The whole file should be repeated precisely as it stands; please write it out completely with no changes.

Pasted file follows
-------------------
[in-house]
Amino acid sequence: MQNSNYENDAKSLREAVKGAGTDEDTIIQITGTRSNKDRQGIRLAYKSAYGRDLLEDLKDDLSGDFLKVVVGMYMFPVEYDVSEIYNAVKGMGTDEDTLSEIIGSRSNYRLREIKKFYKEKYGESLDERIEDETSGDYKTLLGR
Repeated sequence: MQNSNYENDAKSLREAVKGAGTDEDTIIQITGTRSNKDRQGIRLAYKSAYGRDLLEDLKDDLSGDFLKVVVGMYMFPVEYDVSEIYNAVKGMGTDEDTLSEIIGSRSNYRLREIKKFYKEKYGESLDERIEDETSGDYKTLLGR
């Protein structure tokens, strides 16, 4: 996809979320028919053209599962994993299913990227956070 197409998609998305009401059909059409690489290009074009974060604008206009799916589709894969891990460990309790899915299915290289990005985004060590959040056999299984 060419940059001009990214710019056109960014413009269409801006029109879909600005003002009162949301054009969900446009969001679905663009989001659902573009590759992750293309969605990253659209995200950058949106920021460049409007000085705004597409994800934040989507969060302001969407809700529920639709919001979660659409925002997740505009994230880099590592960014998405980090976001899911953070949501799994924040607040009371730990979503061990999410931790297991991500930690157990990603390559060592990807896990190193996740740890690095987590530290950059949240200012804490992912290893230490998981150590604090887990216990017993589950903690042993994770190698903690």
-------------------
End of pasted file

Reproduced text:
[in-house]
Amino acid sequence: MQNSNYENDAKSLREAVKGAGTDEDTIIQITGTRSNKDRQGIRLAYKSAYGRDLLEDLKDDLSGDFLKVVVGMYMFPVEYDVSEIYNAVKGMGTDEDTLSEIIGSRSNYRLREIKKFYKEKYGESLDERIEDETSGDYKTLLGR
Repeated sequence: MQNSNYENDAKSLREAVKGAGTDEDTIIQITGTRSNKDRQGIRLAYKSAYGRDLLEDLKDDLSGDFLKVVVGMYMFPVEYDVSEIYNAVKGMGTDEDTLSEIIGSRSNYRLREIKKFYKEKYGESLDERIEDETSGDYKTLLGR
């Protein structure tokens, strides 16, 4: 996809979320028919053209599962994993299913990227956070 197409998609998305009401059909059409690489290009074009974060604008206009799916589709894969891990460990309790899915299915290289990005985004060590959040056999299984 060419940059001009990214710019056109960014413009269409801006029109879909600005003002009162949301054009969900446009969001679905663009989001659902573009590759992750293309969605990253659209995200950058949106920021460049409007000085705004597409994800934040989507969060302001969407809700529920639709919001979660659409925002997740505009994230880099590592960014998405980090976001899911953070949501799994924040607040009371730990979503061990999410931790297991991500930690157990990603390559060592990807896990190193996740740890690095987590530290950059949240200012804490992912290893230490998981150590604090887990216990017993589950903690042993994770190698903690």